|Publication number||US4060748 A|
|Application number||US 05/707,976|
|Publication date||Nov 29, 1977|
|Filing date||Jul 23, 1976|
|Priority date||Jul 23, 1976|
|Also published as||DE2730225A1, DE2730225B2, DE2730225C3|
|Publication number||05707976, 707976, US 4060748 A, US 4060748A, US-A-4060748, US4060748 A, US4060748A|
|Inventors||John R. Bayless|
|Original Assignee||Hughes Aircraft Company|
|Export Citation||BiBTeX, EndNote, RefMan|
|Patent Citations (11), Referenced by (17), Classifications (6)|
|External Links: USPTO, USPTO Assignment, Espacenet|
The government has rights in this invention pursuant to Contract No. E(49-18)-2149 awarded by the U.S. Energy Research and Development Administration.
This invention is directed to a surface breakdown igniter for mercury arc devices, and is an igniter which is particularly useful for liquid metal plasma devices which are repetitively ignited.
Various types of igniter devices have been applied in prior and present day liquid metal arc devices, and particularly mercury arc rectifiers and inverters. In rectifier service conduction must be initiated whenever a forward potential is applied. Since the rectifier does not hold off voltage in the forward direction a keeper anode with a keeper discharge can be employed as long as the plasma does not extend into the anode region. Thus, in rectifier practice keeper anodes have been widely used and highly developed.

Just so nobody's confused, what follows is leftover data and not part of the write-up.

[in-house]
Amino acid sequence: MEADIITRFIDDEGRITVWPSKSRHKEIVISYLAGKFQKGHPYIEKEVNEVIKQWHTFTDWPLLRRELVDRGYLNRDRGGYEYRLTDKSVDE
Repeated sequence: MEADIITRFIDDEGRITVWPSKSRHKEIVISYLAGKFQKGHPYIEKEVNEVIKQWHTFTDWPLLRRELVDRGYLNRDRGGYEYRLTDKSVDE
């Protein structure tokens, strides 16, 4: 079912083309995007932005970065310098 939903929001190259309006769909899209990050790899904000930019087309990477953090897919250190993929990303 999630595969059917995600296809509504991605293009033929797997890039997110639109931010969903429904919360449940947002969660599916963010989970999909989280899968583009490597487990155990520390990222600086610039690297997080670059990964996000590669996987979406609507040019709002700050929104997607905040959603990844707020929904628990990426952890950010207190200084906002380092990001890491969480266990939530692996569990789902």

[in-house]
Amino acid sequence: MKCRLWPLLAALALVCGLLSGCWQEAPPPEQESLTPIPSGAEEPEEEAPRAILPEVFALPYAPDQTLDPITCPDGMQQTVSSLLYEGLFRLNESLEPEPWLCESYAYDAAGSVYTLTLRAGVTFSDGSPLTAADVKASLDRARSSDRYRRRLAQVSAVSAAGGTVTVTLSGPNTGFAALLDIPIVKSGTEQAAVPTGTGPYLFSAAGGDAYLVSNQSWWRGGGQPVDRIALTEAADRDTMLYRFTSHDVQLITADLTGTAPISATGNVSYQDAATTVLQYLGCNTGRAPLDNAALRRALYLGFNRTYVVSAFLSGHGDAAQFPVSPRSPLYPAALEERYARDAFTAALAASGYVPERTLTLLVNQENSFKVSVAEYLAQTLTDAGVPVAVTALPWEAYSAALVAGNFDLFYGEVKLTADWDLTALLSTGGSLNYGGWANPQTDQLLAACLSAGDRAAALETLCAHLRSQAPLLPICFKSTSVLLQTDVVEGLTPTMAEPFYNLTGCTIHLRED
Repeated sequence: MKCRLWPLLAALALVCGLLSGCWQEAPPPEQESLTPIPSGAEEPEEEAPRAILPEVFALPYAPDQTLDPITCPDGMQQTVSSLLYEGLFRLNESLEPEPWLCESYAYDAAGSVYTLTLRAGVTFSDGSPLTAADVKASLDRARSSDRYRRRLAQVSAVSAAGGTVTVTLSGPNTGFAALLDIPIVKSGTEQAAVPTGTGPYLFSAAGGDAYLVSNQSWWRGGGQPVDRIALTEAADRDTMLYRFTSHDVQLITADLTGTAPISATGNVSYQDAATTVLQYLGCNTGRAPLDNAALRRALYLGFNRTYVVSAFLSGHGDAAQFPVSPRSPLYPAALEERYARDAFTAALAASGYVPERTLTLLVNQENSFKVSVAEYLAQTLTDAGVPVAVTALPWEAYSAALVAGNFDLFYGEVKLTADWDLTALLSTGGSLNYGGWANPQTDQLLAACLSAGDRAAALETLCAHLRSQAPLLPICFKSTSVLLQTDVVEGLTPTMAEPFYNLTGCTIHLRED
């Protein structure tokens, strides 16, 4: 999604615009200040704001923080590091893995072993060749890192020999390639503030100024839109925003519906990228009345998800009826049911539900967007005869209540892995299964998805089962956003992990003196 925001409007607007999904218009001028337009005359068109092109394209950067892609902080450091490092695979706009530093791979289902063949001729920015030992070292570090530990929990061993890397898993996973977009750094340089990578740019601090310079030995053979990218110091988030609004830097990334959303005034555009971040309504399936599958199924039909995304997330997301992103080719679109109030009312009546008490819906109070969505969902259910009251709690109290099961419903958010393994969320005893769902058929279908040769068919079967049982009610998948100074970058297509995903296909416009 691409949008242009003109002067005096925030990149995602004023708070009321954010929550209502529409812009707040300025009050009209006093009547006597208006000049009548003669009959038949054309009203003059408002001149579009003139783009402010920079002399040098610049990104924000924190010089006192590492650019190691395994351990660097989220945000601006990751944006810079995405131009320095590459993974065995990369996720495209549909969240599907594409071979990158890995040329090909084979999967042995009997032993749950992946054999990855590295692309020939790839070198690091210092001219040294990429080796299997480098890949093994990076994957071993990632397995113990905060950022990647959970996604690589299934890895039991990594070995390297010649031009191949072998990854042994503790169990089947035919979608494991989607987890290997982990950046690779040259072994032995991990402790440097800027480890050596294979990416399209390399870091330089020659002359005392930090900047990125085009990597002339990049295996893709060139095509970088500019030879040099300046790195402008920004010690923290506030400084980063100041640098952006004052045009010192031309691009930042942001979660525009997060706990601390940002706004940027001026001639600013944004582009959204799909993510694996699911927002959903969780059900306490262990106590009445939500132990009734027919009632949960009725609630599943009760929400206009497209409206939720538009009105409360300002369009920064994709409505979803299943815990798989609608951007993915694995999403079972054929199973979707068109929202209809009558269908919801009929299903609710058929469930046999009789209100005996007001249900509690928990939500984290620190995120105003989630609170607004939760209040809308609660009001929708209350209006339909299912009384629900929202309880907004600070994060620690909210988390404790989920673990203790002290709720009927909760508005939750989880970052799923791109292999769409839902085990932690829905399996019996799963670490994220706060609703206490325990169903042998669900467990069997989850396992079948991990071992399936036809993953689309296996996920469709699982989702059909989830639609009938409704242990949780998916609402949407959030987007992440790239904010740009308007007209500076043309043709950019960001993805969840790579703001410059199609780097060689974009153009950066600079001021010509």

On the other hand, in inverter service the liquid metal plasma valve must hold off the voltage until the proper phase angle, and then the plasma is ignited to permit forward conduction. Since forward voltage is applied at all times, a keeper anode cannot very well be employed because the presence of plasma in the cathode region will permit forward conduction at unwanted times. The boron carbide igniter is presently the only type used in liquid metal plasma valves which operate as switches or in inverter service. This type of igniter, which operates on a different principle than the surface breakdown igniter has the following characteristics. The contact pressure between the boron carbide igniter and the liquid metal plasma valve cathode must be mechanically adjustable and therefore a mechanical linkage is required for this adjustment, and a control circuit is required to accomplish the adjustment. Furthermore, provision must be made to control the temperature of the boron carbide igniter independently of the cathode temperature. This provision also necessitates control circuitry since the required igniter temperature is dependent on the liquid metal plasma valve operating parameters. Furthermore, the boron carbide igniter is very complicated. Many more parts and consequent costs are involved in association with the boron carbide igniter. This greater complexity is principally associated with the mechanically moveable parts, and there is additional expense in connection with the controls.